Condition description

Diabetes is a condition of elevated blood glucose (sugars) where the body does not produce enough insulin to meet the body's needs or the body does not respond properly to the insulin being made. The food you eat provides the body with glucose, which is used by the cells as a source of energy. Insulin is an important hormone that enables glucose to move into cells. If insulin isn't available or doesn't work correctly to move glucose from the blood into cells, glucose will stay in the blood. High blood glucose levels are toxic and cells that don't get glucose are lacking the fuel they need.

First visit to your health care provider

To determine whether you have diabetes, your physician or primary health care provider will ask you about your symptoms (such as weight loss, thirst, and frequent urination) and perform some simple blood tests to diagnose diabetes. Your health care provider will also ask about your medical and family history. Your health care provider may order or perform the tests described below. Most people with diabetes can be cared for by their family physician, but in some cases you may be referred to another primary health care provider, such as a dietitian, diabetes educator, or endocrinologist.


There are a number of tests that your health care provider may perform or order, such as:

  • blood sugar tests:
    • fasting plasma glucose (FPG): measures blood sugar when you have not had anything to eat for at least 8 to 10 hours
    • random plasma glucose: measures blood sugar at a random time
    • oral glucose tolerance test (OGTT) : measures your blood sugar at fasting and 2 hours after you drink a 75 g carbohydrate drink
    • A1C: a measurement that reflects the average blood sugar level in your blood over the last 2 to 3 months
  • physical exam
  • cholesterol test
  • blood pressure test
  • kidney function tests

Treatment goals

The main goals of treatment are to:

  • control diabetes symptoms
  • maintain a high quality of life
  • keep blood sugars as close to a normal range as possible
  • prevent hypoglycemia
  • prevent or lower the risk of diabetes-related complications (such as eye, kidney, or heart damage or foot problems)
  • to control other health-related conditions such as high blood pressure and high cholesterol


There are two main types of diabetes, and treatment depends on the type of diabetes you have:

In Type 1 diabetes, which is more common in children and where the body does not make any insulin, the usual treatment is insulin injections. There are different types of insulin that differ in how fast they act and how long they last. Your physician or primary health care provider will recommend an insulin regimen that fits your needs. For young children, the family will need to learn how to give the insulin injections, and will need to communicate with the child's school about their treatment plan.

In Type 2 diabetes, which is more common in adults and where the body does not make enough insulin or does not respond properly to the insulin that is being made, the usual treatment is healthy lifestyle changes (such as healthy eating and exercise ), medications taken by mouth or by injection (if lifestyle changes are not enough to control blood sugar), or insulin therapy (if lifestyle changes and other medications are not enough to control blood sugar).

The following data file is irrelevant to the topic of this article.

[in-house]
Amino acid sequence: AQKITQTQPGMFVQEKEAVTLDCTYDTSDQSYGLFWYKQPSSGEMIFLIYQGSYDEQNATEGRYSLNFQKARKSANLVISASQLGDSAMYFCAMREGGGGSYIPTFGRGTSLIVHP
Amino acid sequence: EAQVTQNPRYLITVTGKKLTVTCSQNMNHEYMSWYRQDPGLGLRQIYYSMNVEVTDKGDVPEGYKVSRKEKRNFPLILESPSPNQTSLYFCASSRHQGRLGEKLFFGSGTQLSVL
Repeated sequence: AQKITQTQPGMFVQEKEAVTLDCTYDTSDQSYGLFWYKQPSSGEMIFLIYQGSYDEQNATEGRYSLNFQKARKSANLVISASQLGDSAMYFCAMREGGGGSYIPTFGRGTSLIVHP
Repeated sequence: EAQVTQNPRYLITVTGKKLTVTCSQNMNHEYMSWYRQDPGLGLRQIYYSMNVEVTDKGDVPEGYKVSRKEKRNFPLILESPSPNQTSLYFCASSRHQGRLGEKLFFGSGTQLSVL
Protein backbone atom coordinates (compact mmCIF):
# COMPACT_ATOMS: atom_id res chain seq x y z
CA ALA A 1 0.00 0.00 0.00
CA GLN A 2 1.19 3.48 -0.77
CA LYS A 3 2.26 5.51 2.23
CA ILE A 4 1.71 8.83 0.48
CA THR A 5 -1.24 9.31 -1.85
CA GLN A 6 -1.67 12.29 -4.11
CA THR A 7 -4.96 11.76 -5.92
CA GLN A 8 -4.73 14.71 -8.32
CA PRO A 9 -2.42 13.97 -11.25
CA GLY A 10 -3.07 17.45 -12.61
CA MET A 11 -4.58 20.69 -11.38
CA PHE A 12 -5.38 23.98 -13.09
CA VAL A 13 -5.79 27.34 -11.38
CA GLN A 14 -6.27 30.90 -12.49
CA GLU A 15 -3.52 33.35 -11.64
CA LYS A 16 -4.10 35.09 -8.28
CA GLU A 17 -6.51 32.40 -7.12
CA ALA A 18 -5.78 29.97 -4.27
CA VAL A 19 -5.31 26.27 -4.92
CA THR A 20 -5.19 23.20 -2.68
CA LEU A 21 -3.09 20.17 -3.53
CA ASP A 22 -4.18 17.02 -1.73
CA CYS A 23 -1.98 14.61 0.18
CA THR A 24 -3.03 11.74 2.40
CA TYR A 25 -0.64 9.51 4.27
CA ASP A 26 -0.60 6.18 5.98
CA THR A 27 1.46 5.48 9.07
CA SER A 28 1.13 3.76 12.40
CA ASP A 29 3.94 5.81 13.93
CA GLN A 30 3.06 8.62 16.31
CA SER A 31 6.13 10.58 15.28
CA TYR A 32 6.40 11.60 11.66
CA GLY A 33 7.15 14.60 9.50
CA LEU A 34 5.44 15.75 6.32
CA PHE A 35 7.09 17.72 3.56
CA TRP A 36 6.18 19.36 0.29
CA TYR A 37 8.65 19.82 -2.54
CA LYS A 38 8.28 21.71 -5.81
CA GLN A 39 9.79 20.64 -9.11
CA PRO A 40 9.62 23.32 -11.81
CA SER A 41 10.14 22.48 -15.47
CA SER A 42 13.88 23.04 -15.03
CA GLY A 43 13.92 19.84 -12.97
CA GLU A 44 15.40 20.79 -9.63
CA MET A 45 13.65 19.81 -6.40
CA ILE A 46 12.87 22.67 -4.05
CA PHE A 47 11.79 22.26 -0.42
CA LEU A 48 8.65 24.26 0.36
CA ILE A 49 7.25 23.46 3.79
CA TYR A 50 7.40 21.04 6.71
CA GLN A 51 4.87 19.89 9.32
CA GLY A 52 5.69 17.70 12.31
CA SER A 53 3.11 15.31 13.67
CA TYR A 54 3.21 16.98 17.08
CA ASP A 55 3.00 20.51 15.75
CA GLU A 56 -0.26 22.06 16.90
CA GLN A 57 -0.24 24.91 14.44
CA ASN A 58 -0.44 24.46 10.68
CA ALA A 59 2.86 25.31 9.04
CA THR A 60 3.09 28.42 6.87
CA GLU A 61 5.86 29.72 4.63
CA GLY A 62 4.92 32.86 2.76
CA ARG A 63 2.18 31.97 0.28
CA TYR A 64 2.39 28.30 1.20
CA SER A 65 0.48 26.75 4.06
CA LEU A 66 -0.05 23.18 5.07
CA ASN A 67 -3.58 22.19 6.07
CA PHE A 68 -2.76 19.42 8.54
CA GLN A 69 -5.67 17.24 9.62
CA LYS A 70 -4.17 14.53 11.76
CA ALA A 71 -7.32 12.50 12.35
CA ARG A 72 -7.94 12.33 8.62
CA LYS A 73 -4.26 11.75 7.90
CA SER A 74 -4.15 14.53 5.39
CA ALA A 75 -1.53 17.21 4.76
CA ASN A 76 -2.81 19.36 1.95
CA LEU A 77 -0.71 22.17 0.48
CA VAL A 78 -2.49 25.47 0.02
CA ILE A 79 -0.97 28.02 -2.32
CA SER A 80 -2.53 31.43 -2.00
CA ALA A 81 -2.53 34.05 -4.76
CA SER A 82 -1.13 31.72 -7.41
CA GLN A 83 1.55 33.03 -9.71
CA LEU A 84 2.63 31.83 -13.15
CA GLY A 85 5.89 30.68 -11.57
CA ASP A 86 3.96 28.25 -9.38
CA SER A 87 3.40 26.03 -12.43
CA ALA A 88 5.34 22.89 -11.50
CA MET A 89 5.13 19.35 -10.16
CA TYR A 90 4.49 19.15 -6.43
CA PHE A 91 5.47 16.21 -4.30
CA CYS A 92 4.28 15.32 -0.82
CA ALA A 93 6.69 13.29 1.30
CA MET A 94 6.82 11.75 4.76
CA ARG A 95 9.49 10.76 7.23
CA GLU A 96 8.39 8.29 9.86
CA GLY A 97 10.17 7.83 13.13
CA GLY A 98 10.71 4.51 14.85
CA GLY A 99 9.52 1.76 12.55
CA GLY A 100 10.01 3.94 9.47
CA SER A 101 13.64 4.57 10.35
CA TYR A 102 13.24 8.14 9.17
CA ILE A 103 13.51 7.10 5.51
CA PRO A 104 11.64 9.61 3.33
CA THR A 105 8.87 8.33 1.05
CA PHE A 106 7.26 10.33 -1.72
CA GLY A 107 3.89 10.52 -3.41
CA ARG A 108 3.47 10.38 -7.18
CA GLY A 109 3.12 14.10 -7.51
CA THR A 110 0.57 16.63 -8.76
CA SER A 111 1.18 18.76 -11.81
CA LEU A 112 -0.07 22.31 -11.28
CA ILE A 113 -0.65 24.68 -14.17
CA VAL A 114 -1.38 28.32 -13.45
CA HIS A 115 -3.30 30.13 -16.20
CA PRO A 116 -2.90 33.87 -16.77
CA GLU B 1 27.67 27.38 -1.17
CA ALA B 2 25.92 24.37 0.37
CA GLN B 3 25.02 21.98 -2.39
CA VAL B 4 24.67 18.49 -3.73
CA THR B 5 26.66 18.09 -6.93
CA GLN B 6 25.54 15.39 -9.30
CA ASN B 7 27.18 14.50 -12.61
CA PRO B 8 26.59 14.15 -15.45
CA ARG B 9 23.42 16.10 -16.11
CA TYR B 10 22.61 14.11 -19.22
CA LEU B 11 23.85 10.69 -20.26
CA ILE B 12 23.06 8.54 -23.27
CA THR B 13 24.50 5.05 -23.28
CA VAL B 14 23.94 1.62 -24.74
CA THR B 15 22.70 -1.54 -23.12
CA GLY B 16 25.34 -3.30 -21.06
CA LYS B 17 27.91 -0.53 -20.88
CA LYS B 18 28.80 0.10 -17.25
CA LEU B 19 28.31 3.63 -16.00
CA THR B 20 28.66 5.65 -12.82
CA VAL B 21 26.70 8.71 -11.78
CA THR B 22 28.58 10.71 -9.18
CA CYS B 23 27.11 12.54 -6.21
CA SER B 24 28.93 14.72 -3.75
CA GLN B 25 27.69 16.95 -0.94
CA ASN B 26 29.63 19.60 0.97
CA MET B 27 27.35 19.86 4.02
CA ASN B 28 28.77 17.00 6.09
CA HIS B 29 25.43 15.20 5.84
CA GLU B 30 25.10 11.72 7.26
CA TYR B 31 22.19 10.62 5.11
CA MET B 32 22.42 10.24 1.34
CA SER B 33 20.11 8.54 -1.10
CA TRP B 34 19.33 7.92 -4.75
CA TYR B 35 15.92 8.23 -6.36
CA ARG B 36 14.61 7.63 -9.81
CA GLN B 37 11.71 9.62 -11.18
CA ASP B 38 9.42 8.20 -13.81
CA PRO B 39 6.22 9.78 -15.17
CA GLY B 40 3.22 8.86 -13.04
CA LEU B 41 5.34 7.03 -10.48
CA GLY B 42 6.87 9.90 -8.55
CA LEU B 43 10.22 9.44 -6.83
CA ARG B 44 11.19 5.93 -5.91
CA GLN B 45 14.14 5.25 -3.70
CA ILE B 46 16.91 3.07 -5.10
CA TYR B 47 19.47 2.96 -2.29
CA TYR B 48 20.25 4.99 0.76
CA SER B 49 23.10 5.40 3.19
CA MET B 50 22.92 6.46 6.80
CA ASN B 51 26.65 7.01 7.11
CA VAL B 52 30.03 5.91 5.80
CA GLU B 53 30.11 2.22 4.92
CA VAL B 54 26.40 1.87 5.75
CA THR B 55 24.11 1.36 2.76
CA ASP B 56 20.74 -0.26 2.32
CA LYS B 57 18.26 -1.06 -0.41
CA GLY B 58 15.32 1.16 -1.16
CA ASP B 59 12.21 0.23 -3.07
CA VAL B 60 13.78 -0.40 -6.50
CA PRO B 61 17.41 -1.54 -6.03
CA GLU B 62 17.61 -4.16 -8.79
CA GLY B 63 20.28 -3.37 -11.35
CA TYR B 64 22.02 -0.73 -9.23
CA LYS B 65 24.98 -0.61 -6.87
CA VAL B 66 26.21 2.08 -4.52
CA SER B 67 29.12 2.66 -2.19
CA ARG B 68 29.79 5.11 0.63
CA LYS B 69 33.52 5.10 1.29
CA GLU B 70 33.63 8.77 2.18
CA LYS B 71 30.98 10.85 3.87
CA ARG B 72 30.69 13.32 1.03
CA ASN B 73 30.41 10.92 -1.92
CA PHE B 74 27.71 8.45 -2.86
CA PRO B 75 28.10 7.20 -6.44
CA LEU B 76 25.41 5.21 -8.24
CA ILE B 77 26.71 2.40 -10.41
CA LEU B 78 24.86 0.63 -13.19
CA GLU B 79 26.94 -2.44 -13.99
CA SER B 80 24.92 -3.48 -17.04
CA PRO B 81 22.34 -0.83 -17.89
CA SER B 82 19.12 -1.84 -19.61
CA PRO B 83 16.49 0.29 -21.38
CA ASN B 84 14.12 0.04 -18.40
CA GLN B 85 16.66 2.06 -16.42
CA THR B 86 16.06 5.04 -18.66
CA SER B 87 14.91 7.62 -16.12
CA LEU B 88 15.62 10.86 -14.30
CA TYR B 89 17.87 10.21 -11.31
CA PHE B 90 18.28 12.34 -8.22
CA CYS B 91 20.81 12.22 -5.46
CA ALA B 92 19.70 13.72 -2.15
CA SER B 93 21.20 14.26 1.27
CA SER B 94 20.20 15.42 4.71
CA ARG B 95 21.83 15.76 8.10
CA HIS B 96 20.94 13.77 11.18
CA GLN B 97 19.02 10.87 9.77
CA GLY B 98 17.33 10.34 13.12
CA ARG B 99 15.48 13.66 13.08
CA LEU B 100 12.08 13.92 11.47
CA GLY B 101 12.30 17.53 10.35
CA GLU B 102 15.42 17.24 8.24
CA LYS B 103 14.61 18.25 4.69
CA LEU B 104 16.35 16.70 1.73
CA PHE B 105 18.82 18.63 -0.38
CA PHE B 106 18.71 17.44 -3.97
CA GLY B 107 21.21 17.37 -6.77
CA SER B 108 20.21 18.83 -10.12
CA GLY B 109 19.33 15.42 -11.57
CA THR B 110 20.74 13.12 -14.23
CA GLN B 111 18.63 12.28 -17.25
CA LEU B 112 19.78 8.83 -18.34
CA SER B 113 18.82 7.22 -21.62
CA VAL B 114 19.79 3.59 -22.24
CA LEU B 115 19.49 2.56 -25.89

Follow-up and monitoring

Your health care provider will recommend that you:

  • monitor your blood sugar levels using a blood glucose meter:
    • at least 4 times a day if you have type 1 or type 2 diabetes and are using insulin more than once a day
    • at least once a day if you have type 2 diabetes and are using insulin once a day
    • as directed by your doctor if you have type 2 diabetes and are not using insulin
  • have your A1C levels tested every 3 months (or every 6 months if your blood sugar is consistently controlled)
  • watch for symptoms of low blood sugar (fatigue, hunger, confusion, shakiness, irritability) or high blood sugar (thirst, blurred vision, frequent urination), and note when and how often they occur
  • check your feet every day for cuts, bruises, sores, swelling, or redness

Your health care provider may also regularly test your weight, blood pressure, kidney function, eyes, and cholesterol levels to watch for signs that you may be at risk of heart, eye, or kidney disease caused by diabetes.

Your health care provider will schedule regular follow-up appointments to see how your treatment plan is working. You should also see your physician or primary health care provider if:

  • you're having trouble keeping your blood sugar under control (your blood sugar tends to spike and drop very frequently)
  • you think you may be having side effects from your medication
  • you're not sure how to use your medication
  • you think you may have a complication from diabetes, such as a foot sore, eye problems, or heart problems

What's next?

You will need to keep monitoring your blood sugars and sharing your results with your health care team on a regular basis. Lifestyle changes such as diet and exercise are very important. You may need adjustments to your medications in order to keep your blood sugars in a healthy range. Your physician or primary health care provider may also recommend regular testing and follow-up to monitor your risk of diabetes-related problems such as heart, eye, and kidney disease, or foot problems.

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